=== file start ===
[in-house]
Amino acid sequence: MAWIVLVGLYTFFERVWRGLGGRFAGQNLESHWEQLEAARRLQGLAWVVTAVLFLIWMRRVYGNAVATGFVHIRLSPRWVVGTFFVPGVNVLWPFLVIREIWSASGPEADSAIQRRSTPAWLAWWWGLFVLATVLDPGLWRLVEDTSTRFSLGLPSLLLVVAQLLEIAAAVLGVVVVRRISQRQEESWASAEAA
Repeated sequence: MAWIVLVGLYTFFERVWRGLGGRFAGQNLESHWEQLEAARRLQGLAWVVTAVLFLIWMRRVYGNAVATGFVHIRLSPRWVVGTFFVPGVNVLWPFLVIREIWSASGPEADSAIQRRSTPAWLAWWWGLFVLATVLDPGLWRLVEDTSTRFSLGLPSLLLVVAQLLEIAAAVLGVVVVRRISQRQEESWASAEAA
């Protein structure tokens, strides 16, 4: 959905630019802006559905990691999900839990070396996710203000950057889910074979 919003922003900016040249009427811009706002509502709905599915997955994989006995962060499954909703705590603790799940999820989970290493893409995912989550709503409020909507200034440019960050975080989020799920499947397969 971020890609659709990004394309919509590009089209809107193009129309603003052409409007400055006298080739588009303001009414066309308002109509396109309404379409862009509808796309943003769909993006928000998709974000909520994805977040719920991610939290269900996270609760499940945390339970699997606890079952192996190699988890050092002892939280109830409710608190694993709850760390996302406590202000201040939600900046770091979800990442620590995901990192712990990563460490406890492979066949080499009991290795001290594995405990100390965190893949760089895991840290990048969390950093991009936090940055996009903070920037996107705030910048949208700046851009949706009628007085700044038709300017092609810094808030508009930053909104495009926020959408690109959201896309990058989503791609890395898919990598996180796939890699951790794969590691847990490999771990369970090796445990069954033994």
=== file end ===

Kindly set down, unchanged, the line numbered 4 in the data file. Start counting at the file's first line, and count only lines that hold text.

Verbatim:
């Protein structure tokens, strides 16, 4: 959905630019802006559905990691999900839990070396996710203000950057889910074979 919003922003900016040249009427811009706002509502709905599915997955994989006995962060499954909703705590603790799940999820989970290493893409995912989550709503409020909507200034440019960050975080989020799920499947397969 971020890609659709990004394309919509590009089209809107193009129309603003052409409007400055006298080739588009303001009414066309308002109509396109309404379409862009509808796309943003769909993006928000998709974000909520994805977040719920991610939290269900996270609760499940945390339970699997606890079952192996190699988890050092002892939280109830409710608190694993709850760390996302406590202000201040939600900046770091979800990442620590995901990192712990990563460490406890492979066949080499009991290795001290594995405990100390965190893949760089895991840290990048969390950093991009936090940055996009903070920037996107705030910048949208700046851009949706009628007085700044038709300017092609810094808030508009930053909104495009926020959408690109959201896309990058989503791609890395898919990598996180796939890699951790794969590691847990490999771990369970090796445990069954033994």